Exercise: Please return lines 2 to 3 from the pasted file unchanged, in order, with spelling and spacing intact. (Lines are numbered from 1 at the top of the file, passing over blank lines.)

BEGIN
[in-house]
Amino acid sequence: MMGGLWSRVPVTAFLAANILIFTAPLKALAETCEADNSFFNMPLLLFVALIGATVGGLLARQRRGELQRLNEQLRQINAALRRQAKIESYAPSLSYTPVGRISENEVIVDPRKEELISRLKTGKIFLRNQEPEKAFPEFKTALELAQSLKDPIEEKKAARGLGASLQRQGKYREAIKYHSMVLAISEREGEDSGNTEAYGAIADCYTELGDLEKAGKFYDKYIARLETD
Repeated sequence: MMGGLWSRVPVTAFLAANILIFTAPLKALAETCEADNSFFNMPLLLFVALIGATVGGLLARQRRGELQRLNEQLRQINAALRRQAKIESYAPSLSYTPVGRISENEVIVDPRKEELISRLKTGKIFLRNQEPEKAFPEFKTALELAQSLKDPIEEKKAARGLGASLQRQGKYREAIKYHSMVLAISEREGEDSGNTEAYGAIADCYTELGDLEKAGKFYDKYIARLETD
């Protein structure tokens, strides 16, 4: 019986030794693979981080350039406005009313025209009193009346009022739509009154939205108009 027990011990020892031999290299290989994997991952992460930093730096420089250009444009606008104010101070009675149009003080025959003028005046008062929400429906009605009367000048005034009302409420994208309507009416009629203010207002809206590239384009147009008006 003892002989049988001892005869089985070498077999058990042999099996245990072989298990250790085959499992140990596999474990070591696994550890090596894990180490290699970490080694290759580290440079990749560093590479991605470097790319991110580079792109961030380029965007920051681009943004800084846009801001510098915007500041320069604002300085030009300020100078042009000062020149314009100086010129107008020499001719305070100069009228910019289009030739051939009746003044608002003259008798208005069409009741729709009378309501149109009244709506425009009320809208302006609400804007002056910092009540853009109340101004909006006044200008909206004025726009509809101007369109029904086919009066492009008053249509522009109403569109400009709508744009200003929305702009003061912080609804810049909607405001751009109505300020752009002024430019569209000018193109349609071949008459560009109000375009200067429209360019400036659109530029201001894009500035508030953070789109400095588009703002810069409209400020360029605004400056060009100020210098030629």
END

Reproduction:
Amino acid sequence: MMGGLWSRVPVTAFLAANILIFTAPLKALAETCEADNSFFNMPLLLFVALIGATVGGLLARQRRGELQRLNEQLRQINAALRRQAKIESYAPSLSYTPVGRISENEVIVDPRKEELISRLKTGKIFLRNQEPEKAFPEFKTALELAQSLKDPIEEKKAARGLGASLQRQGKYREAIKYHSMVLAISEREGEDSGNTEAYGAIADCYTELGDLEKAGKFYDKYIARLETD
Repeated sequence: MMGGLWSRVPVTAFLAANILIFTAPLKALAETCEADNSFFNMPLLLFVALIGATVGGLLARQRRGELQRLNEQLRQINAALRRQAKIESYAPSLSYTPVGRISENEVIVDPRKEELISRLKTGKIFLRNQEPEKAFPEFKTALELAQSLKDPIEEKKAARGLGASLQRQGKYREAIKYHSMVLAISEREGEDSGNTEAYGAIADCYTELGDLEKAGKFYDKYIARLETD